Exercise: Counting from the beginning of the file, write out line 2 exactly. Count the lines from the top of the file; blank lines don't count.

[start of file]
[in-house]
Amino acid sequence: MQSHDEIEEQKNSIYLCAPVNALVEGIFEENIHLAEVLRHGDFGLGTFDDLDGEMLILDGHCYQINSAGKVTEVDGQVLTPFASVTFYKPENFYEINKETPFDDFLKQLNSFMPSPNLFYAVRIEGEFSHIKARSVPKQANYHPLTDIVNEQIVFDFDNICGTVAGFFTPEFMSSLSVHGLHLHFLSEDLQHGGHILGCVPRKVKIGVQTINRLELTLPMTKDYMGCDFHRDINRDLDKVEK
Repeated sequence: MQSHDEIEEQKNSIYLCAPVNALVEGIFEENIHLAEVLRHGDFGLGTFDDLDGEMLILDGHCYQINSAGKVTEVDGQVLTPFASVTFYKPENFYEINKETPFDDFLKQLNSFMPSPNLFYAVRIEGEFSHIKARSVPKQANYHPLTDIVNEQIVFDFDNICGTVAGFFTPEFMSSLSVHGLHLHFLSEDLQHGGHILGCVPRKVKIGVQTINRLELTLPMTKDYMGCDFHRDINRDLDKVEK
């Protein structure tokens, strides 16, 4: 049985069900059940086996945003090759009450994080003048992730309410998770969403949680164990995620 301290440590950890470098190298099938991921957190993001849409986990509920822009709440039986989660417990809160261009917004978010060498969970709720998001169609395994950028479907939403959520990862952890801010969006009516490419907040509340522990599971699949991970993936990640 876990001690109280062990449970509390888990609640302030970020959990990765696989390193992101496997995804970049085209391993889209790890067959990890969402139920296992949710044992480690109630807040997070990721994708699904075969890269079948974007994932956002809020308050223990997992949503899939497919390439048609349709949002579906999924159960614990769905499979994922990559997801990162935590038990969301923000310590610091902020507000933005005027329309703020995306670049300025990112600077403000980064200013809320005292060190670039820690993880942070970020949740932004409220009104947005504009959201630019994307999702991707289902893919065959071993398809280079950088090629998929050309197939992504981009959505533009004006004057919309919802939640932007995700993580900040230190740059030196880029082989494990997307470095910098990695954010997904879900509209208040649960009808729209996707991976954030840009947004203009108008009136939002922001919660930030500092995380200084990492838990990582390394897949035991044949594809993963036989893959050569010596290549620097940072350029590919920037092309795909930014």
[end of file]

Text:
Amino acid sequence: MQSHDEIEEQKNSIYLCAPVNALVEGIFEENIHLAEVLRHGDFGLGTFDDLDGEMLILDGHCYQINSAGKVTEVDGQVLTPFASVTFYKPENFYEINKETPFDDFLKQLNSFMPSPNLFYAVRIEGEFSHIKARSVPKQANYHPLTDIVNEQIVFDFDNICGTVAGFFTPEFMSSLSVHGLHLHFLSEDLQHGGHILGCVPRKVKIGVQTINRLELTLPMTKDYMGCDFHRDINRDLDKVEK